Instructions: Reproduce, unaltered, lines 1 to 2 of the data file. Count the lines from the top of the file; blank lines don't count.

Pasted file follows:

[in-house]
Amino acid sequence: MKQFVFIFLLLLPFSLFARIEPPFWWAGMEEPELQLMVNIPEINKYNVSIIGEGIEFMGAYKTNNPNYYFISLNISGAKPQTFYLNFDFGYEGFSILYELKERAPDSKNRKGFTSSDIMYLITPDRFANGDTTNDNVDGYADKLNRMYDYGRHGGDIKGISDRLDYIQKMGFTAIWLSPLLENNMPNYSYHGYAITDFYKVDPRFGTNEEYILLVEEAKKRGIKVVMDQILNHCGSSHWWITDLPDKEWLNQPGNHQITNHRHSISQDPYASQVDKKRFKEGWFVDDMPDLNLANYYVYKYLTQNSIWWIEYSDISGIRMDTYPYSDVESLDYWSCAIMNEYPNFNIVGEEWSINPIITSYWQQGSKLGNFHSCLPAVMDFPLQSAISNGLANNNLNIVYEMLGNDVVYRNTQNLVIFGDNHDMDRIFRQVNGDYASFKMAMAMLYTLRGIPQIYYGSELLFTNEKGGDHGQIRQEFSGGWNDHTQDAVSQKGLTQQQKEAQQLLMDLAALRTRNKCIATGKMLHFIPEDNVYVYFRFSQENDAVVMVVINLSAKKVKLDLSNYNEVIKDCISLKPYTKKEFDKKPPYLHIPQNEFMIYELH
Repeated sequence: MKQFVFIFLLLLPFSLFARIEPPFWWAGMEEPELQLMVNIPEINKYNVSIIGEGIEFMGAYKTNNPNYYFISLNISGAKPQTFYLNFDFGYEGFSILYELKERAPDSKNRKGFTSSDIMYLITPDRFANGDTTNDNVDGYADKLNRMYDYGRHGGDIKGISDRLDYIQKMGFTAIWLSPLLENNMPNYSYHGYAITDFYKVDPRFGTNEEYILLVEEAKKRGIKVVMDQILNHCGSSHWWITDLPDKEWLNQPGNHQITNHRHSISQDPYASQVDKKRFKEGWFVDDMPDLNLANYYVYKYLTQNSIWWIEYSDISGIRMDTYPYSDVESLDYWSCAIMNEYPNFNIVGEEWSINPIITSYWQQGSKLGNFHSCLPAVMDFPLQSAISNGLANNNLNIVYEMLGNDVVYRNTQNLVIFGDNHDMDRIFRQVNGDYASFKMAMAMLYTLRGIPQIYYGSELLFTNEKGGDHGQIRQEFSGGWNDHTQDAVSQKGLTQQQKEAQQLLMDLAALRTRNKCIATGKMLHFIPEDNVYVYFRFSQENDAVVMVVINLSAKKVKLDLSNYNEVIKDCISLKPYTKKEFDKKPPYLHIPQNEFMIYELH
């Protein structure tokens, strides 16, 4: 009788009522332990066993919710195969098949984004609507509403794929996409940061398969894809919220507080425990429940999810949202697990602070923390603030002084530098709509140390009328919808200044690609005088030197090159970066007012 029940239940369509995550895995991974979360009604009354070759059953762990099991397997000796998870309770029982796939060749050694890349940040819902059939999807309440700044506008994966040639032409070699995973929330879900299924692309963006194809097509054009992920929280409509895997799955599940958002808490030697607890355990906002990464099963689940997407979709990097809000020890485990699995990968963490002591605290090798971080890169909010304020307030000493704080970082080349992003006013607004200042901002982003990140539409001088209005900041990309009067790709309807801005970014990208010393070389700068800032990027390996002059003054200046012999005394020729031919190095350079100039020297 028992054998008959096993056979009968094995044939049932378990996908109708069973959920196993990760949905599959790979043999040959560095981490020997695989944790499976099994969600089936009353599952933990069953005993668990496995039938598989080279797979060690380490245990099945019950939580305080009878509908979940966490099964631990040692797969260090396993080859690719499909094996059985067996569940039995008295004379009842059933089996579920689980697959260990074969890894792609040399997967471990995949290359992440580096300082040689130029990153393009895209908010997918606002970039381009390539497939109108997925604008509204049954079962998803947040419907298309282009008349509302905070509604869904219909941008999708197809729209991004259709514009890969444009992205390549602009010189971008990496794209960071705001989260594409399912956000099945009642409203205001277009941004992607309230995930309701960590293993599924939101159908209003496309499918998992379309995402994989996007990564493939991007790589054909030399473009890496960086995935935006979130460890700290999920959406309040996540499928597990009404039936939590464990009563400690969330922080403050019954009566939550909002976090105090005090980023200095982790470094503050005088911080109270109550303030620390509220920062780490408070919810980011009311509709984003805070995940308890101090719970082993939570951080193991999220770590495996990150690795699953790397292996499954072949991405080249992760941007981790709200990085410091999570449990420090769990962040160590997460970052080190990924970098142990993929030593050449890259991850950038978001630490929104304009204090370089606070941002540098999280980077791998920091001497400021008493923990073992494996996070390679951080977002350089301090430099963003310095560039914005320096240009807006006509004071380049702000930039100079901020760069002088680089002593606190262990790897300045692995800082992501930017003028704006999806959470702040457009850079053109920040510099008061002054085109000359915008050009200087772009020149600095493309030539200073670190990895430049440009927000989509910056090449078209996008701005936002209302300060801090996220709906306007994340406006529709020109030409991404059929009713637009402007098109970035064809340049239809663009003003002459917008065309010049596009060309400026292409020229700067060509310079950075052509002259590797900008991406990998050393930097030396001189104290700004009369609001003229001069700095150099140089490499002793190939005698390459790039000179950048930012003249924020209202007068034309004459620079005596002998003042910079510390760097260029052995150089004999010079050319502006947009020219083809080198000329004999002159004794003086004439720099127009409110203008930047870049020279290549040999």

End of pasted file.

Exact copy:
[in-house]
Amino acid sequence: MKQFVFIFLLLLPFSLFARIEPPFWWAGMEEPELQLMVNIPEINKYNVSIIGEGIEFMGAYKTNNPNYYFISLNISGAKPQTFYLNFDFGYEGFSILYELKERAPDSKNRKGFTSSDIMYLITPDRFANGDTTNDNVDGYADKLNRMYDYGRHGGDIKGISDRLDYIQKMGFTAIWLSPLLENNMPNYSYHGYAITDFYKVDPRFGTNEEYILLVEEAKKRGIKVVMDQILNHCGSSHWWITDLPDKEWLNQPGNHQITNHRHSISQDPYASQVDKKRFKEGWFVDDMPDLNLANYYVYKYLTQNSIWWIEYSDISGIRMDTYPYSDVESLDYWSCAIMNEYPNFNIVGEEWSINPIITSYWQQGSKLGNFHSCLPAVMDFPLQSAISNGLANNNLNIVYEMLGNDVVYRNTQNLVIFGDNHDMDRIFRQVNGDYASFKMAMAMLYTLRGIPQIYYGSELLFTNEKGGDHGQIRQEFSGGWNDHTQDAVSQKGLTQQQKEAQQLLMDLAALRTRNKCIATGKMLHFIPEDNVYVYFRFSQENDAVVMVVINLSAKKVKLDLSNYNEVIKDCISLKPYTKKEFDKKPPYLHIPQNEFMIYELH